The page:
Microbiology and Infection Research Group
The Microbiology and Infection Research Group is interested in understanding the mechanisms and interplay between pathogens and the immune system, as well as identifying novel approaches to prevent and treat infection.
Biofilms are sessile communities of microorganisms which are associated with chronic infections and are difficult to clear by the host immune system or with antibiotics. We utilise a range of static and flow-based methods to evaluate the ability of various pathogens to form biofilms on both biotic and abiotic surfaces. From this we are able to evaluate the efficacy of various compounds to either prevent or remove these resistant entities as well as elucidating their role in infectious disease.
In order to understand infectious disease, it is crucial to examine the interplay between pathogens and the host. We utilise a combination of
in vitro cell culture-based methods and
in vivo invertebrate models of infection to study host-pathogen interactions as well as analysing biological molecules directly from clinical samples.
Galleria mellonella infection model provides a reliable and inexpensive means to examine the virulence of pathogens, as well as examining the efficacy of novel antimicrobial compounds
G mellonella on the left have received sterile saline, whereas those on the right have received a lethal dose of
Cytomegalovirus (CMV) infection is a leading cause of illness and death in individuals who have impaired or immature immune systems. It has been known for some time that cells of the immune system, Natural Killer (NK) cells, are particularly important for controlling CMV. However, NK cells are not able to clear CMV from an infected individual. Work by the IRG has shown that this is because CMV is able to evade recognition by NK cells. Our current research is focusing on identifying novel NK immunomodulatory functions encoded by CMV.
Honey as an alternative antimicrobial agent
With the continued emergence of antibiotic-resistant pathogens, our research has centred on the evaluation of non-antibiotic agents (including honey and plant extracts) for topical use on wounds. We use both laboratory cultures and clinical samples to study the anitmicrobial effects of novel agents. We have discovered the mechanism by which manuka honey is able to eradicate methicillin-resistant
Staphylococcus aureus (MRSA) from colonised wounds, which has encouraged clinicians across the world to adopt the use of manuka honey in chronic wound treatment. Our research has also highlighted the potential synergistic effect of manuka honey and antibiotics in inhibiting the growth of MRSA.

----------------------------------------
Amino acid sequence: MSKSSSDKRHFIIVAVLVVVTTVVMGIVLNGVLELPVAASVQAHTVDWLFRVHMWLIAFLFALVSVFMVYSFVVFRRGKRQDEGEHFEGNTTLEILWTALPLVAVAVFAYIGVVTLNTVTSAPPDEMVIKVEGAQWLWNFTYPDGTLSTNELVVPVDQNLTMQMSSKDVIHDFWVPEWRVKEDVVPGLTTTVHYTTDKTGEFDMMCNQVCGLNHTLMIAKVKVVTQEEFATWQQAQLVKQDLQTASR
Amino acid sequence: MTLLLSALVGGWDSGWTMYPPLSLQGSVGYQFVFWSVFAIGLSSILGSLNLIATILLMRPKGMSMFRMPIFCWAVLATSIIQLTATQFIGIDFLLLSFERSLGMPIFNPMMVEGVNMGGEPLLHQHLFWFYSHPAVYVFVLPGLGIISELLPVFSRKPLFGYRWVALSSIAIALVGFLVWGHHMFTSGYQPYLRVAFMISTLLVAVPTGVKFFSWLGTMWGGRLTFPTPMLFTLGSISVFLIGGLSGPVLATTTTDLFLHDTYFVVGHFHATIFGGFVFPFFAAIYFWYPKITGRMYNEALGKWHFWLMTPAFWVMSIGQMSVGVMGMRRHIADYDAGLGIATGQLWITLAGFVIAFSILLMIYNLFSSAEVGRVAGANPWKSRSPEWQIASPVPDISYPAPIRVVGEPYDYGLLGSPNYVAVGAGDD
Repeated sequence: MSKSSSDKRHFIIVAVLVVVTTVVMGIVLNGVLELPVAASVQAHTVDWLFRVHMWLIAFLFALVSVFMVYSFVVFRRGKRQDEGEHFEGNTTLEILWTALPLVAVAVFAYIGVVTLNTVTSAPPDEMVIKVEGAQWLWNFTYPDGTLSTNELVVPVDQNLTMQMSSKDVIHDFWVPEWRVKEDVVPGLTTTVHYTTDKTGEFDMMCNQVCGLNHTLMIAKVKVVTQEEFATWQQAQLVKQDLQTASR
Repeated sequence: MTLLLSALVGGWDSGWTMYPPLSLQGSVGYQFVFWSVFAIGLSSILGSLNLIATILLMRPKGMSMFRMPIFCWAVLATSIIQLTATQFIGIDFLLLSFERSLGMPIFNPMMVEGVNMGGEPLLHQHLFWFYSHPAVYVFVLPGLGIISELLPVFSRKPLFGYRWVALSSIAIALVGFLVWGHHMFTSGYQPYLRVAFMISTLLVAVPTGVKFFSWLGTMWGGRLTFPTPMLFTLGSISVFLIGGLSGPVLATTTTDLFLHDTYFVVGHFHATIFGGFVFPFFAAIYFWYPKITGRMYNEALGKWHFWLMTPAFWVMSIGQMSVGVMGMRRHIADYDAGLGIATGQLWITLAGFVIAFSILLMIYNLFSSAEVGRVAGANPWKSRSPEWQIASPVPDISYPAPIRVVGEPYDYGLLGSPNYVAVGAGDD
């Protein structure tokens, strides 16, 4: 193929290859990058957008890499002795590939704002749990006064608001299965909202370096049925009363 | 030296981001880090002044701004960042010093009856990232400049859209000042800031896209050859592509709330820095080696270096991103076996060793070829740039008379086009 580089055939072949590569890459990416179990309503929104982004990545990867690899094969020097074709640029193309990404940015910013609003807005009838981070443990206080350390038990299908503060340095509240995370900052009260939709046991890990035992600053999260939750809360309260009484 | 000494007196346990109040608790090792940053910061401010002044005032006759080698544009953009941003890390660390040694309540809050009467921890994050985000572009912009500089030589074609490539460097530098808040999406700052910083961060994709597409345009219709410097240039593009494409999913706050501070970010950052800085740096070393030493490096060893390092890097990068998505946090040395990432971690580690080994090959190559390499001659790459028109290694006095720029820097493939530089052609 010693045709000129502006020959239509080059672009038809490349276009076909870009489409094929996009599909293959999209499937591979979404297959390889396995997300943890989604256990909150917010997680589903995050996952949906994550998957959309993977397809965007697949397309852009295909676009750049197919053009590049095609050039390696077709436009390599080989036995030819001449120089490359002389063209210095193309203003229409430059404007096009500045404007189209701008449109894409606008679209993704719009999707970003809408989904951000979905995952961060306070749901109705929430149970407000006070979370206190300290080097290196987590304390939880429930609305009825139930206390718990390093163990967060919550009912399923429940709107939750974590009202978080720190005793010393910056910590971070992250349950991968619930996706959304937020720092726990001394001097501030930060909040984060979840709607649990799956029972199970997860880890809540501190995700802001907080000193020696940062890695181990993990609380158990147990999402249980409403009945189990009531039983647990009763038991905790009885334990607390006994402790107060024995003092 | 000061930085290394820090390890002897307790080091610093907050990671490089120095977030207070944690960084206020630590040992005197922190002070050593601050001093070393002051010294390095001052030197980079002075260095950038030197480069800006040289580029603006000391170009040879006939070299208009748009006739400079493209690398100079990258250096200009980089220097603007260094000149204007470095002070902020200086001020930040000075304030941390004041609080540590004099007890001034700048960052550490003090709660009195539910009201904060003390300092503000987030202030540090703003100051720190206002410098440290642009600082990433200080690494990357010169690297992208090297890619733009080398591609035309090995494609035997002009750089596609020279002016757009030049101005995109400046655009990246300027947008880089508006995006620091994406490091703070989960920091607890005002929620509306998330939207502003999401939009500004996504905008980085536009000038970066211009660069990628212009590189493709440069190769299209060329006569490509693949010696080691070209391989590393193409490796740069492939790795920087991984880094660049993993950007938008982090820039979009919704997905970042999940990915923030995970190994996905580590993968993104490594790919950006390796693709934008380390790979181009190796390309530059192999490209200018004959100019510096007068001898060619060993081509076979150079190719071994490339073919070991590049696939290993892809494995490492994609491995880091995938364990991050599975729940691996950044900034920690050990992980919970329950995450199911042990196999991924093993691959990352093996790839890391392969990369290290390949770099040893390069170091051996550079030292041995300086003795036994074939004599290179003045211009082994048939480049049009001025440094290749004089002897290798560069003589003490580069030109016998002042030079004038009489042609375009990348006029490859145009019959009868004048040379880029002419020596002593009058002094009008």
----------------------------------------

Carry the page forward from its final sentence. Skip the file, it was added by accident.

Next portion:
Understanding the role of Ureaplasma species in human health and disease
Ureaplasma species are the most frequently isolated pathogens from placental tissues of females presenting with preterm delivery, and are gaining increased recognition in the field of genitourinary medicine for a role in non-gonococcal urethritis. Our research has been concerned with monitoring levels of antibiotic resistance within patient populations, understanding how colonisation may result in symptomatic disease, and determining the mechanisms by which ureaplasmas are able to evade treatment and the host immune system.
We are involved in numerous outreach activities which are supported by the Society for Microbiology and the Science, Technology, Engineering and Mathematics (STEM) network. Our PhD students run a
Facebook group (Microbiology Wales) that aims to provide young researchers with a forum to discuss microbiology and provides links to resources, training and outreach work.
Academic Associate (PhD)
Miss Jirapon Lueangsakulthai,
Academic Associate (PhD, in collaboration with Khon Kaen University, Thailand)
Miss Hajer Taleb,
Academic Associate (PhD)
Dr Brad Spiller, Cardiff University
Dr Matt Payne, University of Western Australia
Dr Gavin Wilkinson, Cardiff University
Dr Richard Stanton, Cardiff University
Dr Kevin Purdy, University of Warwick
Dr Nicholas Tucker, University of Strathclyde
Dr Robert Atterbury, University of Nottingham
Dr Michael Graz, Neem Biotech
The IRG is supported by the following:
The Microbiology Society||
Society for Applied Microbiology||
The Royal Society|
|Cardiff Metropolitan Research
and Enterprise Services
|The Newton Fund||NEEM Biotech|
Beeton ML., Maxwell NC., Chalker VJ., Brown RJ., Aboklaish AF., Spiller OB. ESCMID Study Group for Mycoplasma Infections. Isolation of Separate Ureaplasma Species From Endotracheal Secretions of Twin Patients.
Pediatrics. 2016 Aug; 138 (2).
Stanton RJ., Prod'homme V., Purbhoo MA., Moore M., Aicheler RJ., Heinzmann M., Bailer SM., Haas J., Antrobus R., Weekes MP., Lehner PJ., Vojtesek B., Miners KL., Man S., Wilkie GS., Davison AJ., Wang EC., Tomasec P., Wilkinson GW. HCMV pUL135 remodels the actin cytoskeleton to impair immune recognition of infected cells. Cell Host & Microbe. 2014 Aug; 16 (2): 201-14.
Roberts AE., Maddocks SE., Cooper RA. Manuka honey reduces the motility of Pseudomonas aeruginosa by suppression of flagella-associated genes. Journal of Antimicrobial Chemotherapy. 2015 Mar; 70 (3): 716-25.
Maddocks SE., Jenkins RE., Rowlands RS., Purdy KJ., Cooper RA. Manuka honey inhibits adhesion and invasion of medically important wound bacteria in vitro. Future Microbiology. 2013 Dec; 8 (12): 1523-36.
Jenkins R., Burton N.,
Cooper R. Proteomic and genomic analysis of methicillin-resistant Staphylococcus aureus (MRSA) exposed to manuka honey intro demonstrated down-regulation of virulence markers.
Journal of Antimicrobial Chemotherapy 2014 Mar; 69 (3): 603-15.
Jenkins R. Binding of two bacterial biofilms to dialkyl carbamoyl chloride (DACC)-coated dressings
Journal of Wound Care. 2016 Feb; 25 (2): 76-82.